Solidarity 449, 4 October 2017

Royal Mail workers to strike

Submitted by Gemma_S on 10 October, 2017 - 11:33 Author: Gemma Short

Workers at Royal Mail have voted by 89.1% for strikes.

The dispute has four main demands: an end to the two-tier pension system, and for a decent pension for all; a shorter full-time working week of 35 hours with no loss of pay to mitigate the effects of automation on work; union agreements extended past 2018; no two-tiered workforce in order to achieve Royal Mail′s plan to have 9-5 delivery; a decent pay rise and no introduction of future pay awards linked to the company′s success and efficiency savings that year.

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Picturehouse strikers threatened with sack
Picturehouse strike
Gemma_SWed, 04/10/2017 - 16:34

Workers at Picturehouse cinemas will strike again on 4 October at the start of the London Film Festival which is being held at two of the London Picturehouse cinemas.

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Industrial news in briefMatthewWed, 04/10/2017 - 12:28

On Saturday 30 September, workers and supporters protested outside the HR Owen car showrooms in London.

HR Owen sells a number of luxury sports cars, including Maserati and Ferrari, some of which sell for over £250,000 each. Last year it made a profit of £400m. Yet it only pays the minimum wage (through an outsourcing company) to its cleaners for the last five years. The inequality between rich and poor could not be clearer.

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Uber: workers’ loss?MatthewWed, 04/10/2017 - 12:20

James Farrar, chair of the United Private Hire Drivers’ branch of the IWGB union, spoke to Solidarity about working for Uber and the cancellation of their licence.


I am a founder as well as the chair of the United Private Hire Drivers’ (UPHD) branch of the IWGB union.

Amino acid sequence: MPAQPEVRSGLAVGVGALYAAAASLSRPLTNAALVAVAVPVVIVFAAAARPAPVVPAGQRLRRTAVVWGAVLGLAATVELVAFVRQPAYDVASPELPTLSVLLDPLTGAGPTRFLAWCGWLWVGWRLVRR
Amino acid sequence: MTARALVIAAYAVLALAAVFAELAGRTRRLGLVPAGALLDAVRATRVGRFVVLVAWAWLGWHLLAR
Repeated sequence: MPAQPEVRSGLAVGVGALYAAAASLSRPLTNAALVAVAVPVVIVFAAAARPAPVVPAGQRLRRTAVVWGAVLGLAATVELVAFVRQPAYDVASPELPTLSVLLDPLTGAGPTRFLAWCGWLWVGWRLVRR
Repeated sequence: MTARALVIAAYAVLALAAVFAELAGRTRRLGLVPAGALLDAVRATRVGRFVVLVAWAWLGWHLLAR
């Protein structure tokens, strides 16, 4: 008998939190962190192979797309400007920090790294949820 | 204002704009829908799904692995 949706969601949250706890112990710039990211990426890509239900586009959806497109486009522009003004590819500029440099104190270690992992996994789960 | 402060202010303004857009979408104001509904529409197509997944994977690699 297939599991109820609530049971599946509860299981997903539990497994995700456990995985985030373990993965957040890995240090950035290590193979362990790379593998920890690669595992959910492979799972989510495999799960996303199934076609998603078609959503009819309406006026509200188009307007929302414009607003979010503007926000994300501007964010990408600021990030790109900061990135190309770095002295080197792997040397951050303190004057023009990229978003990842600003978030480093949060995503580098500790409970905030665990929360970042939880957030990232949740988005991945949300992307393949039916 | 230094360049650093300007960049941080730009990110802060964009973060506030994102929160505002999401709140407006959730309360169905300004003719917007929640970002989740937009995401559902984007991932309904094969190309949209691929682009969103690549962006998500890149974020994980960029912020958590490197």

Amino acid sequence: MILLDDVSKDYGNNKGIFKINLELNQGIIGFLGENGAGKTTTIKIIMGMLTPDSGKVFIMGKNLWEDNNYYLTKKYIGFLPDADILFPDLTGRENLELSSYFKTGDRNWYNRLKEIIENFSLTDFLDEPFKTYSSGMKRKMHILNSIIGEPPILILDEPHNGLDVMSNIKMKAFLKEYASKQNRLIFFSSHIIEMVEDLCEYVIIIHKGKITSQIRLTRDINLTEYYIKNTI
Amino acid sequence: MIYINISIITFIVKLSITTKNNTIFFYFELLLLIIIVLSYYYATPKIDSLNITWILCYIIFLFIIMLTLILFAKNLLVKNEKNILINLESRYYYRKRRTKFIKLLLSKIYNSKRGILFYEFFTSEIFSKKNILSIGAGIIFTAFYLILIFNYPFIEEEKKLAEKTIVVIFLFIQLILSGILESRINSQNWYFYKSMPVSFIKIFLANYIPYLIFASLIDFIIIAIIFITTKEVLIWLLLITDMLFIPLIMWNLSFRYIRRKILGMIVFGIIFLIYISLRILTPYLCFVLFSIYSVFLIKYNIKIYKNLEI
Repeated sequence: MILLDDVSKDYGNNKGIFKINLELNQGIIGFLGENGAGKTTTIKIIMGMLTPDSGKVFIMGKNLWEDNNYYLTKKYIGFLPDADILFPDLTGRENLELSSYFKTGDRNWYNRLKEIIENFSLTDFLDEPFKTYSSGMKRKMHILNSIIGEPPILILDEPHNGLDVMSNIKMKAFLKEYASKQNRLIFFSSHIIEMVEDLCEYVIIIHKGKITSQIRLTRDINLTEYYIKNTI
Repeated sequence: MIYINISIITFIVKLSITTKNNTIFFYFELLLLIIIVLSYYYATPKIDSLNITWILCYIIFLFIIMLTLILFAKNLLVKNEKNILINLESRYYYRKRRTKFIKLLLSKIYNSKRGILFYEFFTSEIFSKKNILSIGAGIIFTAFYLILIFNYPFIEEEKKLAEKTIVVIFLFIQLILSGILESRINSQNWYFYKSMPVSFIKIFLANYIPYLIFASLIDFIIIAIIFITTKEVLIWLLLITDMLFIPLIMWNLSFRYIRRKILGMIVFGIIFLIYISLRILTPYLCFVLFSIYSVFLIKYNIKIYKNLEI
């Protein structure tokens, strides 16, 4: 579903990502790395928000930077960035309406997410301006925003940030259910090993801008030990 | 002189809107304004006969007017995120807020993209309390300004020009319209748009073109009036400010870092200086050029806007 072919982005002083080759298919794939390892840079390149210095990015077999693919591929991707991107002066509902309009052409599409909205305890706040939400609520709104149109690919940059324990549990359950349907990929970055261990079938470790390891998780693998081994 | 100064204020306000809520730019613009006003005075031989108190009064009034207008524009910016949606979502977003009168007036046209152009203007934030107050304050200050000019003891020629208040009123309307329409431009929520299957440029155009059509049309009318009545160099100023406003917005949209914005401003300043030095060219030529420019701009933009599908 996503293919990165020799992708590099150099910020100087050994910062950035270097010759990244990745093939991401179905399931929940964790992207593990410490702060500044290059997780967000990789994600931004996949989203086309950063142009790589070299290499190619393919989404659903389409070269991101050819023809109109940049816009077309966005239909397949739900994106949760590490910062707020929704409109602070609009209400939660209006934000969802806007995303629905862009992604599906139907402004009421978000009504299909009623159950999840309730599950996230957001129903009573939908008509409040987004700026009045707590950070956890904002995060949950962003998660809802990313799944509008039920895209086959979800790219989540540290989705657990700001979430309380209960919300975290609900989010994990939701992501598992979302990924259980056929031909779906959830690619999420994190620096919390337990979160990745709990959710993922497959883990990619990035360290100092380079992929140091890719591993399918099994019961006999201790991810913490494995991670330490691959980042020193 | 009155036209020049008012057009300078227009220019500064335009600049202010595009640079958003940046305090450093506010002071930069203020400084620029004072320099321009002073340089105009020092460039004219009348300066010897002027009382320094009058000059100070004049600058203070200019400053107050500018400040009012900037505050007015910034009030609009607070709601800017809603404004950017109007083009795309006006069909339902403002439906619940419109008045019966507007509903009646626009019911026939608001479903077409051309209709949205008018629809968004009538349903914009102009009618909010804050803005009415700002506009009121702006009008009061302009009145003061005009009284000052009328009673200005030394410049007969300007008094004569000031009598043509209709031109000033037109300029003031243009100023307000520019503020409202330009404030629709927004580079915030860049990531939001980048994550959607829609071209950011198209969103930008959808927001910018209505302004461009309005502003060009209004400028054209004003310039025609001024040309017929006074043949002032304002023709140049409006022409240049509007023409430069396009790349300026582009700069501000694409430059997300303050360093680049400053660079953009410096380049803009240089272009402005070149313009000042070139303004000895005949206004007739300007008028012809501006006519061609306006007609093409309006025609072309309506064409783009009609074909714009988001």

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A slice of Palestinian lifeMatthewWed, 04/10/2017 - 11:56

Cathy Nugent reviews “In Between”


Maysaloun Hamoud’s film portrayal of three Palestinian women who share a flat in Tel Aviv shows the difficulties of finding personal freedom and breaking from a patriarchal background.

Hamoud does not foreground Israeli society yet it is always present. While the modernity of Tel Aviv nurtures the women and helps them find their way, the anti-Arab racism of the wider society impinges on the choices they can ultimately make.

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1917 was a revolution, not a coupMatthewWed, 04/10/2017 - 11:43

The British Trotskyist group Socialist Resistance has published a book, October 1917 — Workers in Power (Merlin 2016), which defends the key decisions of the Bolsheviks, while making some reasonable criticisms of the regime created after the civil war. The collection of essays is useful in many respects, but feels somewhat stale and has a number of notable gaps.

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Kautsky and ideas “from outside”

Submitted by Matthew on 4 October, 2017 - 11:35 Author: Colin Waugh
Kautsky

In Chapter 3 of The Russian Revolution: When workers took power, Paul Vernadsky discusses Lenin’s 1901/1902 document What Is To Be Done?, referring among other things to Lars T. Lih’s 2005 book, Lenin Rediscovered.

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Oh Jeremy Corbyn?

Submitted by Matthew on 4 October, 2017 - 11:20

A pernicious and probably controversial issue is the unstoppable adulation and hero worship of Jeremy Corbyn.

Not all of the adulation is the fault of the enthusiastic delegates in the room. The Labour machine now appears to be cashing in on Corbynmania with a range of Corbyn-themed items.

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Planning Labour’s “war games”MatthewWed, 04/10/2017 - 11:14

Richard Barbrook, named as John McDonnell’s adviser on “war-gaming” for a future Labour government, spoke to Solidarity


I’m in the process of doing the bureaucracy to go part-time in my university job and work part-time in the Labour leader’s office on role-plays for likely problems were we get into government.

The media have picked up on the phrase “war games” because it sounds more sexy, but really it’s role-plays.

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